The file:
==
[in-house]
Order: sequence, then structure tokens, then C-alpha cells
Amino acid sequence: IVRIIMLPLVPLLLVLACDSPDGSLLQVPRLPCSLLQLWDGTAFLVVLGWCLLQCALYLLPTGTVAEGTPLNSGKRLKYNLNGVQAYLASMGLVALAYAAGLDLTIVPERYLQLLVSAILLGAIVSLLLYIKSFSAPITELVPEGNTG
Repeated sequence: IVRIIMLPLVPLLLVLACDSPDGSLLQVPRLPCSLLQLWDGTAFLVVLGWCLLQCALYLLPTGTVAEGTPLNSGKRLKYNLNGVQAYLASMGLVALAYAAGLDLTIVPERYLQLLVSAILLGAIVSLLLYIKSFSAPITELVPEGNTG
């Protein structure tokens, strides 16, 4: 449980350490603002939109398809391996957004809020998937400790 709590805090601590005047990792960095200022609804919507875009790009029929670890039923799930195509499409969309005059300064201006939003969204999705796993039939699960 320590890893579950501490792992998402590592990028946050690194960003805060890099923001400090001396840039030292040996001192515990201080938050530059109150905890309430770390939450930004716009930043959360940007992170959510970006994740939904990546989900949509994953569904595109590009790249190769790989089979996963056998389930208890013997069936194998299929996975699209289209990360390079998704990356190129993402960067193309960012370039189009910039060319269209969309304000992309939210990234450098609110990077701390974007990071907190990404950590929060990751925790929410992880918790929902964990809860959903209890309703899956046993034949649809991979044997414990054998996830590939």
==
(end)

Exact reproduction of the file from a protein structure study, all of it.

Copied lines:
[in-house]
Order: sequence, then structure tokens, then C-alpha cells
Amino acid sequence: IVRIIMLPLVPLLLVLACDSPDGSLLQVPRLPCSLLQLWDGTAFLVVLGWCLLQCALYLLPTGTVAEGTPLNSGKRLKYNLNGVQAYLASMGLVALAYAAGLDLTIVPERYLQLLVSAILLGAIVSLLLYIKSFSAPITELVPEGNTG
Repeated sequence: IVRIIMLPLVPLLLVLACDSPDGSLLQVPRLPCSLLQLWDGTAFLVVLGWCLLQCALYLLPTGTVAEGTPLNSGKRLKYNLNGVQAYLASMGLVALAYAAGLDLTIVPERYLQLLVSAILLGAIVSLLLYIKSFSAPITELVPEGNTG
């Protein structure tokens, strides 16, 4: 449980350490603002939109398809391996957004809020998937400790 709590805090601590005047990792960095200022609804919507875009790009029929670890039923799930195509499409969309005059300064201006939003969204999705796993039939699960 320590890893579950501490792992998402590592990028946050690194960003805060890099923001400090001396840039030292040996001192515990201080938050530059109150905890309430770390939450930004716009930043959360940007992170959510970006994740939904990546989900949509994953569904595109590009790249190769790989089979996963056998389930208890013997069936194998299929996975699209289209990360390079998704990356190129993402960067193309960012370039189009910039060319269209969309304000992309939210990234450098609110990077701390974007990071907190990404950590929060990751925790929410992880918790929902964990809860959903209890309703899956046993034949649809991979044997414990054998996830590939």